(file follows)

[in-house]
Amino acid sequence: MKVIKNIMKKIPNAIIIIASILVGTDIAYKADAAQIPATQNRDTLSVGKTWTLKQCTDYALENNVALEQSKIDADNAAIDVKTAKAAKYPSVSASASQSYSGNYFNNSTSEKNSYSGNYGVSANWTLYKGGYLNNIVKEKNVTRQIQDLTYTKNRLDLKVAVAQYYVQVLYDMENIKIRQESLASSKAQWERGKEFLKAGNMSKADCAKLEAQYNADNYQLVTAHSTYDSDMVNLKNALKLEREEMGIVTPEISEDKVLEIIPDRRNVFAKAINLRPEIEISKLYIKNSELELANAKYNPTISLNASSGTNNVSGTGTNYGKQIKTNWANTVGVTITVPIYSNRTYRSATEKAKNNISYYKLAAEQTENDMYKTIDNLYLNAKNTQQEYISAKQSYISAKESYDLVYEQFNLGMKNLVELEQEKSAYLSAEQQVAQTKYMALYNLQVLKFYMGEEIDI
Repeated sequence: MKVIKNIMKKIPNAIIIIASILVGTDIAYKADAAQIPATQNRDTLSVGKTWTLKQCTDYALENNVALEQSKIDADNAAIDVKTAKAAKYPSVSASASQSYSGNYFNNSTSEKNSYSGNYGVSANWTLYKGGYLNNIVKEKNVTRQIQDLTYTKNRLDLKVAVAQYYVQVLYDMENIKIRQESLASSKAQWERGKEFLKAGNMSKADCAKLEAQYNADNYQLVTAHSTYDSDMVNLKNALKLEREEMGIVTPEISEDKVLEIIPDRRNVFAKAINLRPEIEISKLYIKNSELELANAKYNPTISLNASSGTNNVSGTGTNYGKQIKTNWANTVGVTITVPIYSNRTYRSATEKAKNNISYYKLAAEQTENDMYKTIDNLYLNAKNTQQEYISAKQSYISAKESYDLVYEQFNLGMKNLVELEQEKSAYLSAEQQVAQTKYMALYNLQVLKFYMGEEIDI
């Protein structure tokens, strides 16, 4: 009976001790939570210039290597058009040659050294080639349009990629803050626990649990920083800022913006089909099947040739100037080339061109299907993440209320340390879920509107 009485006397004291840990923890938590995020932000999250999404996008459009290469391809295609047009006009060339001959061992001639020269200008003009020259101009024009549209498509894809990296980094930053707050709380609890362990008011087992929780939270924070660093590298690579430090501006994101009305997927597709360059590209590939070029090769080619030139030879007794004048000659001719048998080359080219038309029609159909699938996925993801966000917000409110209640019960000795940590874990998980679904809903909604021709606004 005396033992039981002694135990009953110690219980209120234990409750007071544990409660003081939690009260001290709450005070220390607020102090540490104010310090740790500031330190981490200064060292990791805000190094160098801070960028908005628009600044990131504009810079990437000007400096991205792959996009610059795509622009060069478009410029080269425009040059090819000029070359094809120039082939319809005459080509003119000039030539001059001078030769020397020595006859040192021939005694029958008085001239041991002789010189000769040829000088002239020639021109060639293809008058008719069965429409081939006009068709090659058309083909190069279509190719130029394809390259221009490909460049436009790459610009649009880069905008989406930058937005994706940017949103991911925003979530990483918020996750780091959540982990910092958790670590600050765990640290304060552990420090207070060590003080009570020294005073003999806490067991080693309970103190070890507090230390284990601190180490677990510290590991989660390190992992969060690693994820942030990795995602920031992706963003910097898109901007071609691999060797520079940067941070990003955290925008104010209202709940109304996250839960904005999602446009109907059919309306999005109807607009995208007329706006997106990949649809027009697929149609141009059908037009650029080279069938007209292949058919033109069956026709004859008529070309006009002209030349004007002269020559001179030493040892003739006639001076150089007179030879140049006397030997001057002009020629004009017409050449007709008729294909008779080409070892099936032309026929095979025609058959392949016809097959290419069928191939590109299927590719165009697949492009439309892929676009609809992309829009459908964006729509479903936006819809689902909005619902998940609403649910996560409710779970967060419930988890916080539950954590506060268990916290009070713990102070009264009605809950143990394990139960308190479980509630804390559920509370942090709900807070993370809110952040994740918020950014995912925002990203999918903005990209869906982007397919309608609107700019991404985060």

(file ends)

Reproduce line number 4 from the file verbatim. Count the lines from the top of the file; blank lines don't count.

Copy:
């Protein structure tokens, strides 16, 4: 009976001790939570210039290597058009040659050294080639349009990629803050626990649990920083800022913006089909099947040739100037080339061109299907993440209320340390879920509107 009485006397004291840990923890938590995020932000999250999404996008459009290469391809295609047009006009060339001959061992001639020269200008003009020259101009024009549209498509894809990296980094930053707050709380609890362990008011087992929780939270924070660093590298690579430090501006994101009305997927597709360059590209590939070029090769080619030139030879007794004048000659001719048998080359080219038309029609159909699938996925993801966000917000409110209640019960000795940590874990998980679904809903909604021709606004 005396033992039981002694135990009953110690219980209120234990409750007071544990409660003081939690009260001290709450005070220390607020102090540490104010310090740790500031330190981490200064060292990791805000190094160098801070960028908005628009600044990131504009810079990437000007400096991205792959996009610059795509622009060069478009410029080269425009040059090819000029070359094809120039082939319809005459080509003119000039030539001059001078030769020397020595006859040192021939005694029958008085001239041991002789010189000769040829000088002239020639021109060639293809008058008719069965429409081939006009068709090659058309083909190069279509190719130029394809390259221009490909460049436009790459610009649009880069905008989406930058937005994706940017949103991911925003979530990483918020996750780091959540982990910092958790670590600050765990640290304060552990420090207070060590003080009570020294005073003999806490067991080693309970103190070890507090230390284990601190180490677990510290590991989660390190992992969060690693994820942030990795995602920031992706963003910097898109901007071609691999060797520079940067941070990003955290925008104010209202709940109304996250839960904005999602446009109907059919309306999005109807607009995208007329706006997106990949649809027009697929149609141009059908037009650029080279069938007209292949058919033109069956026709004859008529070309006009002209030349004007002269020559001179030493040892003739006639001076150089007179030879140049006397030997001057002009020629004009017409050449007709008729294909008779080409070892099936032309026929095979025609058959392949016809097959290419069928191939590109299927590719165009697949492009439309892929676009609809992309829009459908964006729509479903936006819809689902909005619902998940609403649910996560409710779970967060419930988890916080539950954590506060268990916290009070713990102070009264009605809950143990394990139960308190479980509630804390559920509370942090709900807070993370809110952040994740918020950014995912925002990203999918903005990209869906982007397919309608609107700019991404985060």